In this time of LinkedIn, Facebook and Twitter, a plain old resume seems rather boring. Instead, think about creating an e- Portfolio -- a web site that showcases your work, whether you are a recent graduate and that work is what you have done in college, or evidence of what you have done in your professional positions. However, most people will also need to include resumes with the ePortfolio, unless the content is really redundant, to provide a summary of their prior job experience, employment dates and summary of accomplishments.
Your portfolio will bring your resume’s summary of accomplishments to life. It’s a way of showing off skills, creative and critical thinking, awards and academic accomplishments.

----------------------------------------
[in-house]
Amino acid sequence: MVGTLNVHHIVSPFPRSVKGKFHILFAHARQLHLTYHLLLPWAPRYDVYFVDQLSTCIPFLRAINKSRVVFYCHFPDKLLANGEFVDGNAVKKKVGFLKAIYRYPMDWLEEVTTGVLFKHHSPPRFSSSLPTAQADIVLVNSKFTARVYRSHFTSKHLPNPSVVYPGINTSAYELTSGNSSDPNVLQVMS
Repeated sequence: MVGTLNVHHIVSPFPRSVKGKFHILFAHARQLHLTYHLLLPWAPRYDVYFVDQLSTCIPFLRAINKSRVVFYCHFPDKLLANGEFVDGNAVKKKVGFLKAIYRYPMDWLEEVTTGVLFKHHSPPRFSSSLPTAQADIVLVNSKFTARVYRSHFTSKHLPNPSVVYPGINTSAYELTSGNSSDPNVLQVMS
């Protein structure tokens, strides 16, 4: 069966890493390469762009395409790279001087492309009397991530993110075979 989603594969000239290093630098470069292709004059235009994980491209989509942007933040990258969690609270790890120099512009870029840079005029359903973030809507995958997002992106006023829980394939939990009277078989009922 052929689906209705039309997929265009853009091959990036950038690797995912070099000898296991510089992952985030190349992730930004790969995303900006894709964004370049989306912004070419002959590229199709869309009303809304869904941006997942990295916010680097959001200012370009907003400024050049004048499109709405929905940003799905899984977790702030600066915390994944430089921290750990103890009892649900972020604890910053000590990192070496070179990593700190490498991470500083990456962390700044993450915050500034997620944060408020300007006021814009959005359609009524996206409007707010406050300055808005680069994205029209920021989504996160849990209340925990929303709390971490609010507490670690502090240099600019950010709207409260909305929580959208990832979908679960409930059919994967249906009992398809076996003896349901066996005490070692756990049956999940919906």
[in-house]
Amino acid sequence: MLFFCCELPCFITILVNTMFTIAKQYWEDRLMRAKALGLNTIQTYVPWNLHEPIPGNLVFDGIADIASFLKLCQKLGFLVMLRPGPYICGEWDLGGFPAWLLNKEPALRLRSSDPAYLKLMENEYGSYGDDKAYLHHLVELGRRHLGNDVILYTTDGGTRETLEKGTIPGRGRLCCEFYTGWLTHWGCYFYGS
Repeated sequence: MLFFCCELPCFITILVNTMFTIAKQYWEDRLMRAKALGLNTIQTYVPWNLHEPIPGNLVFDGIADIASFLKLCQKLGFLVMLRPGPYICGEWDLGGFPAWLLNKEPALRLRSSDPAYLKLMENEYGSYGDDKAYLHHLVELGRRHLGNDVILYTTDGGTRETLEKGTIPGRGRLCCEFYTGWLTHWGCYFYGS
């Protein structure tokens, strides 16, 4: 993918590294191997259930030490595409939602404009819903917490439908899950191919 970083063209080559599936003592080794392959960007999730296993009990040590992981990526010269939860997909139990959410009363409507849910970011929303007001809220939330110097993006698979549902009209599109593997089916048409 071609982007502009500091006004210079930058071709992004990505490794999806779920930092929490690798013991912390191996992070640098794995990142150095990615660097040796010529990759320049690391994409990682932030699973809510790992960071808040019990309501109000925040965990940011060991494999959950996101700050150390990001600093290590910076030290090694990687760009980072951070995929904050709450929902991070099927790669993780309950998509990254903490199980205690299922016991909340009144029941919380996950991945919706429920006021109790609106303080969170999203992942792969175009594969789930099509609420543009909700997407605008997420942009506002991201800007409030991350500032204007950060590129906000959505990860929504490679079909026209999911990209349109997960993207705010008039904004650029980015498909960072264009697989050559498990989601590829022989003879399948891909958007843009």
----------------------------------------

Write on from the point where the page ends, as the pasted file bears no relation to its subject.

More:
Portfolios will vary according to the field you are in. It’s fairly obvious what to include if you are in a creative field such as web design, fine arts or graphic design—you provide samples of your projects. It’s a little more difficult to do this for a career in accounting or management, for example. Get creative and think about how you might depict an accomplishment visually. For example, if you helped reduce the time for a particular process by 10%, you might show that reduction as a graph—before and after.
Obviously the objective of a portfolio is to make employers take notice. There are so many applicants for most job offerings that you need something that will catch the employer’s eye and lead to an interview.
Go to http://careercenter.depaul.edu/resumes/portfolios.aspx for help on planning your e-Portfolio, tips on putting it together, suggestions for tools you might use, and resources and samples.
Check out the video at http://www.youtube.com/watch?v=zjdWjNU0nZ0 on "How to Build an Online Portfolio."